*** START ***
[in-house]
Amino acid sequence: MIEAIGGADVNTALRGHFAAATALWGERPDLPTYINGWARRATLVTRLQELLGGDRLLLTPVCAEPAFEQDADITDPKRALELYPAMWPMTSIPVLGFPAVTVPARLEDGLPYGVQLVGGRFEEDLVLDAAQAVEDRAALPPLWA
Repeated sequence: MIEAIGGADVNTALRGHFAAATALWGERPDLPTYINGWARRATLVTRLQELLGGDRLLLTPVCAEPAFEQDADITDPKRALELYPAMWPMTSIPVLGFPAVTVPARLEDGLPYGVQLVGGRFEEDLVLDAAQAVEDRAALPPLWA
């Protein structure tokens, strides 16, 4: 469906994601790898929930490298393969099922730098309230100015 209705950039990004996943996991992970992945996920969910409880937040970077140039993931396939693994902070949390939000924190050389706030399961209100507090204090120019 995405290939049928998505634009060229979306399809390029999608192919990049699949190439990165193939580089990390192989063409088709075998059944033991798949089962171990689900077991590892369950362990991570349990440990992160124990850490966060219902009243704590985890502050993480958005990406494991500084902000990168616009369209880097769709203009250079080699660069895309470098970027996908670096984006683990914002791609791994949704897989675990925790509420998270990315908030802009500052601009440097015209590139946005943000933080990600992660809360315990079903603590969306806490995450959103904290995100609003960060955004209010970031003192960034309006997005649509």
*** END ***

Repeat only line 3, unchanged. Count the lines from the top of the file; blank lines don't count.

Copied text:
Repeated sequence: MIEAIGGADVNTALRGHFAAATALWGERPDLPTYINGWARRATLVTRLQELLGGDRLLLTPVCAEPAFEQDADITDPKRALELYPAMWPMTSIPVLGFPAVTVPARLEDGLPYGVQLVGGRFEEDLVLDAAQAVEDRAALPPLWA